As mentioned in my previous blog post – there are a lot of things you can ‘just do’ to increase employee engagement, but it’s not easy to create a system of engagement. One where you engage employees more and more in an efficient and effective manner.

So why is it so hard?

First and foremost, the problem is that the engagement of an employee is not a physical matter you can change. If you compare a system of engagement with, for example, an IT system, it’s obvious. If an IT system requires a different output or result, you change the program responsible for it, test the change and you’re good to go. When influencing employee engagement, you have no such option. All you can do is to change the environment in order to create the change you need.

So that is what you do. You hold an even better company event, create a fun day in the office or perhaps you improve the work environment with beautiful art. But then what? How do you know if it worked to increase engagement? And to what extend? You will only know if you measure adequately to do such assessment. Most companies conduct one employee engagement survey a year, at best. But by the time those results are in, the effects of one action are mixed up with everything else that happened during the year and you will have no way to assess your employee engagement investment.

To create a system of engagement, you need to be able to conduct experiments, review the results and continuously improve the effectiveness of your investments in employee engagement. You absolutely need a short-cycled employee engagement survey. As soon as you have weekly insight in employee engagement in every team, you will be able to isolate the impact of individual events and changes in the organization. Consequently, you will learn what works, and what doesn’t. What is contributing to engagement, and what’s hurting it.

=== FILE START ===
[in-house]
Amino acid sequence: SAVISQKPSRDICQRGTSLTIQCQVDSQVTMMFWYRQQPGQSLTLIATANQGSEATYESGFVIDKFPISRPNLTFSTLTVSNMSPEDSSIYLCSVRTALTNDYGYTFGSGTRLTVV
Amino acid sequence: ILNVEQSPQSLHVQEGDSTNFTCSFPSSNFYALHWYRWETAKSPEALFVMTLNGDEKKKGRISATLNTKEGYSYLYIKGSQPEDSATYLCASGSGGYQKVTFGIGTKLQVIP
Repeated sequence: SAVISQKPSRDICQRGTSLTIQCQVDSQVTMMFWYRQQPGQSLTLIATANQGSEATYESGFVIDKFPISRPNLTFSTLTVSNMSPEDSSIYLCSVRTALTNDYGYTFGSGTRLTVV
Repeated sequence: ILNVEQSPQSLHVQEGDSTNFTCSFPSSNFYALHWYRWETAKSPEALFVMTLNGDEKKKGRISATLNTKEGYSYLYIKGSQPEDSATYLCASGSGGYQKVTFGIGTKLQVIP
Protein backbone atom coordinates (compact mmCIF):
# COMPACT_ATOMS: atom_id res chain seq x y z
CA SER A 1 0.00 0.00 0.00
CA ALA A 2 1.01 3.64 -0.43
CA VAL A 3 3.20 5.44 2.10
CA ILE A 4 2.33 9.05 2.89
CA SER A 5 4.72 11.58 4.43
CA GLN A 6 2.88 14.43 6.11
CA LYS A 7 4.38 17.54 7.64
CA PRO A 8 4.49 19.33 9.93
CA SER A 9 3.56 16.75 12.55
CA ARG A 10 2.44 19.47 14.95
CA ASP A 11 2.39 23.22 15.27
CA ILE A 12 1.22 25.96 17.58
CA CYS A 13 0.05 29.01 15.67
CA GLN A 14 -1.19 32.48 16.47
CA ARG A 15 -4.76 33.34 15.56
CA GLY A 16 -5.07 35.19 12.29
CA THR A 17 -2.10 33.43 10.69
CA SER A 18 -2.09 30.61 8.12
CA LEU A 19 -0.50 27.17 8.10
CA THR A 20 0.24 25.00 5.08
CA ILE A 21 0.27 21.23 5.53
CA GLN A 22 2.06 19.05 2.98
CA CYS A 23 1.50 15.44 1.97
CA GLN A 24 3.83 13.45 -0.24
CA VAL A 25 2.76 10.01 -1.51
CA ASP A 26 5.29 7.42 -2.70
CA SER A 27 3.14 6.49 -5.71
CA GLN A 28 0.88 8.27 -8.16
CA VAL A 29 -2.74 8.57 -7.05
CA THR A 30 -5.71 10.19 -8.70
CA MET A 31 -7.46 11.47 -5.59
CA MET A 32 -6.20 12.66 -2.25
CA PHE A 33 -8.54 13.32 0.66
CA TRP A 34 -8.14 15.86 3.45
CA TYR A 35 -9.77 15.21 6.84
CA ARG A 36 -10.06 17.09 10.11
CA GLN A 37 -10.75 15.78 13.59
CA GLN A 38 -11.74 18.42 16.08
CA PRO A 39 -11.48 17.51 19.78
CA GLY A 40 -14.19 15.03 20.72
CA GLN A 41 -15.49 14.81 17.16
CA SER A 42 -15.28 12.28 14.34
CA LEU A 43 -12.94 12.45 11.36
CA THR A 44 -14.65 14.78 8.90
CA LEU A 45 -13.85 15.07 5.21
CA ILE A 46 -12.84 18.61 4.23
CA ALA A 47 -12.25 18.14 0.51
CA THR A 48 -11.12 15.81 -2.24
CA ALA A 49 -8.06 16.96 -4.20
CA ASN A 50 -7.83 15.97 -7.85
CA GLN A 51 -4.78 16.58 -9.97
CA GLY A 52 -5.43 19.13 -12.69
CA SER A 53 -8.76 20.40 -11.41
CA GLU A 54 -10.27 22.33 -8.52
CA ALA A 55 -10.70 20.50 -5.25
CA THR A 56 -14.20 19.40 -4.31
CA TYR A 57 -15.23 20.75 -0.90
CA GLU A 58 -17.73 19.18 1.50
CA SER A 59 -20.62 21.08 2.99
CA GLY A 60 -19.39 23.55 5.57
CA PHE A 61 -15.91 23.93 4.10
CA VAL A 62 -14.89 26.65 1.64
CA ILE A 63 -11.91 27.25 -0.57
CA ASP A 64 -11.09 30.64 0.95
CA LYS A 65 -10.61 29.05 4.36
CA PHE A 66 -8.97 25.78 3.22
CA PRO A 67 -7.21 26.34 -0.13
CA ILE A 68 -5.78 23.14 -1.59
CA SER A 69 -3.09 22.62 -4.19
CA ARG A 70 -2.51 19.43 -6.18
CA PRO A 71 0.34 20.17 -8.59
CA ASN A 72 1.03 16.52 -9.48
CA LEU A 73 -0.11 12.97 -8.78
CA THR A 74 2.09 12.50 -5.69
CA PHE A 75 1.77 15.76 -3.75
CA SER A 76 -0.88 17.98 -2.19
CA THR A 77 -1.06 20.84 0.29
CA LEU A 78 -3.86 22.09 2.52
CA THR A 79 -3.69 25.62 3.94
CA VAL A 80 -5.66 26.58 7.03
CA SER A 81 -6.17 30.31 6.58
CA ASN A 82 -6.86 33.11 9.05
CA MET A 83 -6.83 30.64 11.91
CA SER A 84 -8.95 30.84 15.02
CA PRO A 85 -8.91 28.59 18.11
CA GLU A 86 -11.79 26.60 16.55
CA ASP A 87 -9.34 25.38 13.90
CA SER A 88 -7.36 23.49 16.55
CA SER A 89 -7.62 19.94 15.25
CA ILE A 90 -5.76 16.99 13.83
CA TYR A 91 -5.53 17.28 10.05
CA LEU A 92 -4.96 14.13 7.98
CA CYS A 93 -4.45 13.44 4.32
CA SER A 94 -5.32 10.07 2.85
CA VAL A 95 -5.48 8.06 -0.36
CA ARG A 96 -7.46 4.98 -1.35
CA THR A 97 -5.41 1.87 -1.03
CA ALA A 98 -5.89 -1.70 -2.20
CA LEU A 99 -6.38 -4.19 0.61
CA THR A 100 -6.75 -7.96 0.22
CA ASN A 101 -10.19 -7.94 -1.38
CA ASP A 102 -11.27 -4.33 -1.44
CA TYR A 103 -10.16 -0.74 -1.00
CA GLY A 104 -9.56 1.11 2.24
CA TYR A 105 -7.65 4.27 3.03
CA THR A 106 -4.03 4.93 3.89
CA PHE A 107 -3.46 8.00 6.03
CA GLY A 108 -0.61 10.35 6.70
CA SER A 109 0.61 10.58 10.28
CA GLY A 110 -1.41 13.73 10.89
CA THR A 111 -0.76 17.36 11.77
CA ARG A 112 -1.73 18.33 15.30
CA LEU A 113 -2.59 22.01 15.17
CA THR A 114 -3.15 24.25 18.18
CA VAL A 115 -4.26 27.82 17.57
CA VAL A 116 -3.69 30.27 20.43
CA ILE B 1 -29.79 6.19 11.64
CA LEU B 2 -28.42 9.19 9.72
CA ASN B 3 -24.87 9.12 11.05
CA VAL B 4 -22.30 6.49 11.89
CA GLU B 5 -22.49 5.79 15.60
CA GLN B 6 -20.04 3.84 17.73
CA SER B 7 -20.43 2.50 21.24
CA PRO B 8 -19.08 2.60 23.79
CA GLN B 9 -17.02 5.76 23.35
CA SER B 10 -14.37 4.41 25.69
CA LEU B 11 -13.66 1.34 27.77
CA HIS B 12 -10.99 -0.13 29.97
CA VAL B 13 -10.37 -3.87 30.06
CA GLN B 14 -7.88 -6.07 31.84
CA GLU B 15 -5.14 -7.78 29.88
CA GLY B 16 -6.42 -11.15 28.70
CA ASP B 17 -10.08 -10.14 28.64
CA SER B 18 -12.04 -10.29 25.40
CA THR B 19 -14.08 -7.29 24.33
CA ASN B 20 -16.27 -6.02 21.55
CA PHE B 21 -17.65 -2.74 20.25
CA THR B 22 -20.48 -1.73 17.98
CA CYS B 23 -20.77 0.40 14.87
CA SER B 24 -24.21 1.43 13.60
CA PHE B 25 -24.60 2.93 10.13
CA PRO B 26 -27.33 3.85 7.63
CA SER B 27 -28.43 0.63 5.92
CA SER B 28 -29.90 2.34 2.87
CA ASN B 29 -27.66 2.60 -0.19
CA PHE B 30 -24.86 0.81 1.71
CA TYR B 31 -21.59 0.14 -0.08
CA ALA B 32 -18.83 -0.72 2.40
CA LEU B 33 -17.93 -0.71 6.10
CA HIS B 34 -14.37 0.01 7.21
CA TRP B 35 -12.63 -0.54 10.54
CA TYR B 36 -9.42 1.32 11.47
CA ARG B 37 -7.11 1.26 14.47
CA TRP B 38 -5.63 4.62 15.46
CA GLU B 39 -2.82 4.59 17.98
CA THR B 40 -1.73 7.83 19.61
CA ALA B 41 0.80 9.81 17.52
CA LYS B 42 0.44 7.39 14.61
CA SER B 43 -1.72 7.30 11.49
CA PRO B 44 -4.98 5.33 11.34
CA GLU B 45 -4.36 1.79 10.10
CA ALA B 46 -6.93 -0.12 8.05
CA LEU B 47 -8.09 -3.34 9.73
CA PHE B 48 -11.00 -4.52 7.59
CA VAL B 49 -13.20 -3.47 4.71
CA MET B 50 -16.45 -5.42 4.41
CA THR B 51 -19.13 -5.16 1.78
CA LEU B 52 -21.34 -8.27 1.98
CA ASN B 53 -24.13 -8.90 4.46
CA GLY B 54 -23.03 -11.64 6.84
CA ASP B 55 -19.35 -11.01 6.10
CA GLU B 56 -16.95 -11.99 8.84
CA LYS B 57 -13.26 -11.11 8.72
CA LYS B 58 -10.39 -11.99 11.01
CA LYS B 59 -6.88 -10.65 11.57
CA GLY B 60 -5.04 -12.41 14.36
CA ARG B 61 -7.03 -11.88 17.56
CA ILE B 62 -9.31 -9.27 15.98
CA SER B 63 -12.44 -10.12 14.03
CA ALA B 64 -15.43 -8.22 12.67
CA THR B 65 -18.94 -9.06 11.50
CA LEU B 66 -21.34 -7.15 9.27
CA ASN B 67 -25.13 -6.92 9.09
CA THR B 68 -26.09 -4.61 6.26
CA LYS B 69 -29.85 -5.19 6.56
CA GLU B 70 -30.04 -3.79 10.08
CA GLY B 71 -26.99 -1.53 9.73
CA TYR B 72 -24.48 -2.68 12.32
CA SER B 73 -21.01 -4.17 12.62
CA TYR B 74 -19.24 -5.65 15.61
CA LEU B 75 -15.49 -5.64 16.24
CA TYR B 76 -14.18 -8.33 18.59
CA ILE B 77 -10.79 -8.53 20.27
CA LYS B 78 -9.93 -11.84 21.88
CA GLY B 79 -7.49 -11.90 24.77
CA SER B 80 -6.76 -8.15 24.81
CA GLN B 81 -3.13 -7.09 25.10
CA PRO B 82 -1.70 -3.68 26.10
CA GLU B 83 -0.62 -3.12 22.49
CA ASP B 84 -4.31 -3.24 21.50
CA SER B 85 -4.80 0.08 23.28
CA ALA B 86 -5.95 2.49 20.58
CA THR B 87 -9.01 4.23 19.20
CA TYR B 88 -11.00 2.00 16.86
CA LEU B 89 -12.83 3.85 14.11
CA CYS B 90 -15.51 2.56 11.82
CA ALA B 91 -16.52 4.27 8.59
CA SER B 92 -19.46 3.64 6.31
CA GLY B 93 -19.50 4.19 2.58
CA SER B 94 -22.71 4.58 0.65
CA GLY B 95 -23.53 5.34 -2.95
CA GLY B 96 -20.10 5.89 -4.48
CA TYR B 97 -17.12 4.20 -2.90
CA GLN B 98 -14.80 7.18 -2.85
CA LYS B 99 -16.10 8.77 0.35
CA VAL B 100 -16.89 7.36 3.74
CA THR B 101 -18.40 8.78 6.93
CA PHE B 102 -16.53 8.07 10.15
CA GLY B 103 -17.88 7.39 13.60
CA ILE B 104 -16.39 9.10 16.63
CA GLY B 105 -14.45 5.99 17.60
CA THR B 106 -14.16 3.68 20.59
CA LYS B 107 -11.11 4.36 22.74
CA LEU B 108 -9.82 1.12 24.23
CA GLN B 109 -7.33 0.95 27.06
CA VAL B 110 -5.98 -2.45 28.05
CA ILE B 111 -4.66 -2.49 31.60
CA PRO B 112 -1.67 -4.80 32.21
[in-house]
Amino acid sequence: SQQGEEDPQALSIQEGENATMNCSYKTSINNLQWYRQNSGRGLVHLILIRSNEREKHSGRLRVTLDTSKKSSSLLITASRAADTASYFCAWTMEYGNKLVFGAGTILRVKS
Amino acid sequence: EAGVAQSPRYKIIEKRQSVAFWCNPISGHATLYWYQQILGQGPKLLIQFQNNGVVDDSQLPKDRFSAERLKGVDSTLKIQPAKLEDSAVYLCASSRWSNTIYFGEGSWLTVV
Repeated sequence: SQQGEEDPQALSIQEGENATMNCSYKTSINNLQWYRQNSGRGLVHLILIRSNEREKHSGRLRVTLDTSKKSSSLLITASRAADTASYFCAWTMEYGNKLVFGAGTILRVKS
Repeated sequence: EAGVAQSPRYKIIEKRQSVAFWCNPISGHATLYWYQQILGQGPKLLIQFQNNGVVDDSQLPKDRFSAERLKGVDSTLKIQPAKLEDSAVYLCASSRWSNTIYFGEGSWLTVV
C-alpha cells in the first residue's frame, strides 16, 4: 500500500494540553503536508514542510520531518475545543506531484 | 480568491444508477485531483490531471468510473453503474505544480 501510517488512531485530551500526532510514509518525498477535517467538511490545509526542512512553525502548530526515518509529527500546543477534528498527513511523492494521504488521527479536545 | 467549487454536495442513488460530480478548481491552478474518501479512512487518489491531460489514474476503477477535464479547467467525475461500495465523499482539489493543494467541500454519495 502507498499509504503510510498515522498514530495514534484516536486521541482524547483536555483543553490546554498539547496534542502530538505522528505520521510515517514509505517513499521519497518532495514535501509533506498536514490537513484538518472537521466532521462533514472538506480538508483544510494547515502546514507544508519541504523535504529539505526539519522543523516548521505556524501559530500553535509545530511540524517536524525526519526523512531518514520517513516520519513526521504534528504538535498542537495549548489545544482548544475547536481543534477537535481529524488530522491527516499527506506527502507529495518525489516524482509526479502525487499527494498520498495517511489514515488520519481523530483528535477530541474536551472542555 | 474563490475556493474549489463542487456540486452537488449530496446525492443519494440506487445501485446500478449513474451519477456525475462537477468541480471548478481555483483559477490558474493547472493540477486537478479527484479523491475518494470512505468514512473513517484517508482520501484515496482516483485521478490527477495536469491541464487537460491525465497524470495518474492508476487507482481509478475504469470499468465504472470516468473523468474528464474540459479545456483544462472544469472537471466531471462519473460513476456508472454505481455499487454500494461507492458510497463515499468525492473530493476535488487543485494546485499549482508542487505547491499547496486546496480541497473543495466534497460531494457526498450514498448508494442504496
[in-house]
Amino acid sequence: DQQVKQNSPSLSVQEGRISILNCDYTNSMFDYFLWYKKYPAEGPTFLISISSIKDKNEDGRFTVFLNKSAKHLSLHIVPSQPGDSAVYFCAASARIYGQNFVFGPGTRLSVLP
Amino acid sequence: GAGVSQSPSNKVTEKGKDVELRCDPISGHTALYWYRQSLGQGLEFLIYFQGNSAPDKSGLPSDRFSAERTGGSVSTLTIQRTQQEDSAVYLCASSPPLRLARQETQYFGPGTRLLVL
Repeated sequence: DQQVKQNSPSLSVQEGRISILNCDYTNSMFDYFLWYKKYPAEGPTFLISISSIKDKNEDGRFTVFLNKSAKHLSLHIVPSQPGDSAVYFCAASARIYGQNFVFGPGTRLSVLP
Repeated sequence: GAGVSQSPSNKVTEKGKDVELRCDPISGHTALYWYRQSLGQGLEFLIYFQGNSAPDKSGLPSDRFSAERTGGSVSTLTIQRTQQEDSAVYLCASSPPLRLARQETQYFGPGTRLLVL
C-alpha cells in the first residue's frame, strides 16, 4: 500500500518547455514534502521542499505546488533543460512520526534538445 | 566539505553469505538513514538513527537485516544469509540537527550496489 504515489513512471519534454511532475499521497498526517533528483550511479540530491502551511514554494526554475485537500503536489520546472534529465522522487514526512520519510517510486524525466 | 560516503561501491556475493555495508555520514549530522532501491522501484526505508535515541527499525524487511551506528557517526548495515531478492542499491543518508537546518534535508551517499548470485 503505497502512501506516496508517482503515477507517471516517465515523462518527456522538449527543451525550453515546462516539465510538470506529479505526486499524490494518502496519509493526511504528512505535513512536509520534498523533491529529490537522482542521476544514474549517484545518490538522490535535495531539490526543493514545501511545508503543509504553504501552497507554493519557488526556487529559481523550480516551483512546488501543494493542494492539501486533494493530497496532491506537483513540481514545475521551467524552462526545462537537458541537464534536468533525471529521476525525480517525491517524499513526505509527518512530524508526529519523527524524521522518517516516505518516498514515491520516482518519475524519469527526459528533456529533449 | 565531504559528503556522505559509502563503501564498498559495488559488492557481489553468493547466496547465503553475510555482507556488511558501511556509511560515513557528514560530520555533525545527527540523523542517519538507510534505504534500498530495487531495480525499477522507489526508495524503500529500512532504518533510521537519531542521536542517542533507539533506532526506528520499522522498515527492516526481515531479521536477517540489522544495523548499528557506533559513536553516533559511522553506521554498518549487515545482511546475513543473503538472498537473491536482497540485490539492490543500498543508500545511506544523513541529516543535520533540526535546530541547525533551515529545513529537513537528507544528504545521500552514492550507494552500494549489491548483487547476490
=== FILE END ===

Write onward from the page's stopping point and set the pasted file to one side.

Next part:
“If you do what you always did, you will get what you always got.”

For many years now, research on employee engagement shows horrible results, like Gallup’s State of the American Workplace February 2017, reporting 70% of employees being not engaged at work. So, I bet you can guess by now how this is possible. Measuring once a year is not functional. It will not help you to get to know your organization or understand your actions any better. You will end up discussing the results endlessly to agree the root causes of the results. Consequently, you are likely to hear what you always heard, do what you always did and then get what you always got.

For comparison, let’s say we’re investing Marketing. In any company that I ever worked for there was someone – if not the whole management team – that wanted to know for every investment how much turnover it brought in. Yet, everyone seems to be ok not knowing what the millions do that are invested in creating a happy and engaged workforce. It puzzles me every time I think about it.

If you are looking for a convincing case. One that shows that a cycle of experimentation and measurement can help you to reach places you couldn’t reach before, I got just the one for you – the Wright brothers. Their competition had more money, more people and a much bigger network. But it was the Wright brothers who, through their process and their passion, made the first manned flight in the history of mankind. Are you able to reach goals you never thought were possible? You bet. The sooner you start measuring the employee engagement on a much more frequent basis, the quicker you’ll learn how to become more effective in engaging employees. And on top of becoming more productive and successful, you will create more rewarding jobs and happy people as businesses grow.

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